This part of town was the worst-affected. But, there was a conveniently placed incinerator here. So after collecting the mangled bodies in a wheel barrow, Gabz could directly toss them into the incinerator. He also managed to climb up the roof and get that half woman body down. One particularly nasty aerial job was to throw down a few sizzled teenagers who were lying on top of the power lines. Thank goodness, they didn’t bring the line down with them, thought Gabz. A much distorted part of the local policeman’s body was found - still clutching his gun. Oh boy, we’ll need another one of those, said Gabz to himself. And he discovered a couple happily making out in their car, only for their skins which were neatly peeled off. These two turned out to be quite cumbersome to pile into the wheel barrow as they slipped out of his hands more than once. Yet, eventually, Centre Square was ticked off on Gabz’s list.

He sighed as he looked at the clock tower and saw that he had only ten minutes to go. Only the cemetery remained to be attended to. Contrary to popular perception, the cemetery was usually the safest place to be on any Friday the 13th, but definitely not on Saturday the 14th.

Gabz shuddered as he entered. An old zombie they called Murphy, who was missing an eye, came and threw his arm around Gabz. “Where ya bin, mah buddy?”

Gabz really didn’t like talking to them so he kept silent. Moreover, he was racing against time to complete his job. But Murphy followed him everywhere he went. He teased Gabz. “Lissun pal, we gut shum rheally bobbin’ bluddy ‘eads be’ind ore stones.”

But when Gabz went looking for those bloody bobbing heads, he only found the skulls they’d dug up last year. Why don’t y’ll finish me too, shouted Gabz, frustrated.

Murphy guffawed. “Pal, yer useful, don ya know?” A few other zombies roared in response, but most were busy settling into their tombstones. Then it happened.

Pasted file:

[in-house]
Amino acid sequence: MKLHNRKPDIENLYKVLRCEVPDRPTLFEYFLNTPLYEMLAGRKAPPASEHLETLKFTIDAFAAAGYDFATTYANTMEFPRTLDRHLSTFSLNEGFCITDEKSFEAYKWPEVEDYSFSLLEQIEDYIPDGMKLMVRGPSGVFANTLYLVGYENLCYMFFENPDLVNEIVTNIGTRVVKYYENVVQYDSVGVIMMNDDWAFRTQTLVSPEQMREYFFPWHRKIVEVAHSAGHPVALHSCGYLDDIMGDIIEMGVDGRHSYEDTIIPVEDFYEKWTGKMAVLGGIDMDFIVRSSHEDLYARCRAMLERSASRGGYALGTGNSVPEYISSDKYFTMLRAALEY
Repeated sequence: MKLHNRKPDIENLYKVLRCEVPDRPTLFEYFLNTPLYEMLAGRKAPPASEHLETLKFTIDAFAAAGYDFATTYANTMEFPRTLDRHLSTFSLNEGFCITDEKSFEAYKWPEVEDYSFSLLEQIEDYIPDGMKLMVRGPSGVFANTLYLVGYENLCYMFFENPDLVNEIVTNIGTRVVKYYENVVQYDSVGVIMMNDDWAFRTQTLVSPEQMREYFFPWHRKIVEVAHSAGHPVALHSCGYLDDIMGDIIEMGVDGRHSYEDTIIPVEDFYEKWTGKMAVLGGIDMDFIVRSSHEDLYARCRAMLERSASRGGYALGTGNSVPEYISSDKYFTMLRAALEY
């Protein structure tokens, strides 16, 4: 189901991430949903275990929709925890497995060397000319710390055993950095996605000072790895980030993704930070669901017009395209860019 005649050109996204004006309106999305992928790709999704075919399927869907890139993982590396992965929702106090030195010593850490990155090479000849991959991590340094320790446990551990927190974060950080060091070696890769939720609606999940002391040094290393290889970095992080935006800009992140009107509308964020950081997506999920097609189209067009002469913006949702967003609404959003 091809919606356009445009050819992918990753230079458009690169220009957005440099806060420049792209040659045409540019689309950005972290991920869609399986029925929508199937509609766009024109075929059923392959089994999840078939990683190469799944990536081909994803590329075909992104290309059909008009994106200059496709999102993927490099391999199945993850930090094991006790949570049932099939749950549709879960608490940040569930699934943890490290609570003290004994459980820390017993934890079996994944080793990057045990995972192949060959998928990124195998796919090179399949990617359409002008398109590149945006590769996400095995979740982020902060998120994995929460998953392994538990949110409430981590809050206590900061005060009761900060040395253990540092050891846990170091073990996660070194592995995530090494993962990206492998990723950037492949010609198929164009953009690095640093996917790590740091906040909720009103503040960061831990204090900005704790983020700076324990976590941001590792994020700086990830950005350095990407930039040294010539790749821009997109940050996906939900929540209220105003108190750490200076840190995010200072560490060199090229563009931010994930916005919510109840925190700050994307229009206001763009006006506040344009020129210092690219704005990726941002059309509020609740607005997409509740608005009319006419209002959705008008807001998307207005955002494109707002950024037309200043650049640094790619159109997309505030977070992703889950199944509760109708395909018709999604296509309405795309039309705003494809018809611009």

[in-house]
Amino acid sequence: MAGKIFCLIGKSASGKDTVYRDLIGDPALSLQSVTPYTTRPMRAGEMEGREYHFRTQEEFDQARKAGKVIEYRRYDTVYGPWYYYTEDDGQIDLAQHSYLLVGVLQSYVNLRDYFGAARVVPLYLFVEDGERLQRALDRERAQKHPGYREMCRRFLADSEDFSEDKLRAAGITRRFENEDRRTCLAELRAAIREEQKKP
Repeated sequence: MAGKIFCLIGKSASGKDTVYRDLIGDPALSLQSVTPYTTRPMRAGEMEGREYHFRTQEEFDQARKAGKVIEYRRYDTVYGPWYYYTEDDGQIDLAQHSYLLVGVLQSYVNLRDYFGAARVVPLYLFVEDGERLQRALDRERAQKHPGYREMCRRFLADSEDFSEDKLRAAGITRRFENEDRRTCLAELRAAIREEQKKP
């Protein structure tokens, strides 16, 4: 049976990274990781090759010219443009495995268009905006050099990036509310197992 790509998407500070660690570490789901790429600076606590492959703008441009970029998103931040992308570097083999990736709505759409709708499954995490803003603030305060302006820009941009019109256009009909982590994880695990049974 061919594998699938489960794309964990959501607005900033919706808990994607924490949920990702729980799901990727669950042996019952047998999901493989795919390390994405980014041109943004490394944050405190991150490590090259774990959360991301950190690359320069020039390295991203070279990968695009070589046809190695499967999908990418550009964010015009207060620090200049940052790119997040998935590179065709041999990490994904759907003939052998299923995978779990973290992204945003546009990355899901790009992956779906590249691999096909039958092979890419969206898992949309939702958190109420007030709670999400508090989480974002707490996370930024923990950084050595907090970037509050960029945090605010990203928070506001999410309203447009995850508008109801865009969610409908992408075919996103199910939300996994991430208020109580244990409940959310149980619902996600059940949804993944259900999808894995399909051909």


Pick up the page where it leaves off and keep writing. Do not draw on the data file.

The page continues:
The sun rose and Murphy who was preoccupied with tormenting Gabz was zapped with a streak of sunray. He should have been in his tomb, thought Gabz regretfully although he had wanted to strangle Murphy just minute ago.

The cemetery was now clear. Gabz could finally get some rest. Once again he ran all the way. He must not be seen by the townspeople, he knew. His home was just as he left it - quiet and peaceful – and the bed screamed invitingly. But before tucking himself in, Gabz looked into the dull, oak-framed mirror beside his bed. He squinted hard until he saw the smoky wisp that was his reflection. Good job Gabz, he told himself, and went off to sleep until the next Friday the 13th.

Almost at the same time, the inhabitants of Goreville were stirring in their beds. They woke up and came out of their houses to greet each other with bright morning smiles, to admire the beautiful weather and to go to their temples and churches. It was such a wonderful day. Every memory gory day before had vanished. No evidence of bloodshed. The garbage men collected the bulky black plastic garbage bags that lined every corner in Centre Square which was already buzzing with shuffling feet and chirpy conversation. It was as if a thick sheet lay all over town covering the bitterness of yesterday. So people pretended that everything was OK. In a day or two they actually began to believe that their little pretence was for real. And after a while no one even remembered that there ever was a Friday the 13th. That’s why it always got them.

Only Gabz won’t be too pleased.

1 Comments:

Blogger BlogyDogy said...

Hey you write a lot of strange looking stories that really keep me glued! Are you planning to come up with an anthology of your creations in the print? If yes, do let me know.

Keep up with the good stuff. I consider myself less fortunate for not getting to spend time withya guys in Caferati. Do visit my blog when u find time. Catchya laters - ciao!

12:41 AM, June 08, 2005